November Ends

I wrote the piece some years ago during the end of November. Naturally, that was around the time the harmattan season comes. The day I had an idea about the poem, I was walking alone amidst the cold weather. It was morning. I had this feeling of loneliness during the walk that I could not shake off. The weather itself felt lonely, somehow. So I attempted to relate the loneliness and sadness of the atmosphere to my own loneliness and sadness.

It is harmattan again. The people I love, like
the old trees, are distant or dying. I walk the
boulevards outside the house. The air, sharp,
whitened by a dry cold. There is a loneliness
inside the morning breeze. I can tell because
it reaches for my wrists, wants to sit on skin
like mist upon a hill. It is the same wet thing
that weathers me. It clouds, quietly, inside a
place I cannot name. Such territory, the body.
Often we seem to be visitors within its walls.
As in, who knew you could hurt like that, little
heart? Anyway, someone else has to teach the
wind not to be lonely. I have been preoccupied,
learning what to do with the multitude of myself.
I am thinking of less harmful ways to be alone.
So far, the plot is going terribly bad. Even the
music is some kind of knife. It doesn’t wound,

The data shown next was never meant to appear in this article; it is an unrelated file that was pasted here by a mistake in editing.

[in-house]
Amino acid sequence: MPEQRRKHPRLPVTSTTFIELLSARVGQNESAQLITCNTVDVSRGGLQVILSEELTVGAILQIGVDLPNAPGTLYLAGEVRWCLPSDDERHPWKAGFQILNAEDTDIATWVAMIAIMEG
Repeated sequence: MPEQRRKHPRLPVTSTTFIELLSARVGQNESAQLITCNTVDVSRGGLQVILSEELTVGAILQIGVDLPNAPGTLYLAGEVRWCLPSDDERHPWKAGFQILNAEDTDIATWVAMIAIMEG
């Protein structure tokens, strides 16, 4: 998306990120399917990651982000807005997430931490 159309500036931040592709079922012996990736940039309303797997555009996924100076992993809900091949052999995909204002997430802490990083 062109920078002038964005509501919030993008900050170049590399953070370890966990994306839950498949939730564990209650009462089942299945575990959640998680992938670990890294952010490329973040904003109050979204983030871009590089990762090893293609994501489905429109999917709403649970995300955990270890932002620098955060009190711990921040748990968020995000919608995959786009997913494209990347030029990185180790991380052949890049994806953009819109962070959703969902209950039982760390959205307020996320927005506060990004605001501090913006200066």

but it unwinds the wound. I know one thing is
certain—I do not deserve my sadness. Forget
the theory that the humble would never proclaim
their humility. I am a good man. But we must
be foolish if we think, just for our goodness,
the world must offer us any mercy. The wine
that poisons the ghoul will poison the saint.
And I think, in spite of the bluntness, it is fair.

Samuel A. Adeyemi is a writer and editor from Nigeria. A Best of the Net Nominee and Pushcart Nominee, he is the winner of the Nigerian Students Poetry Prize 2021. His manuscript was selected by Kwame Dawes and Chris Abani for the New-Generation African Poets chapbook box set, 2022. His works have appeared in Palette Poetry, Frontier Poetry, 580 Split, Strange Horizons, Agbowo, Isele Magazine, Brittle Paper, Jalada, and elsewhere.



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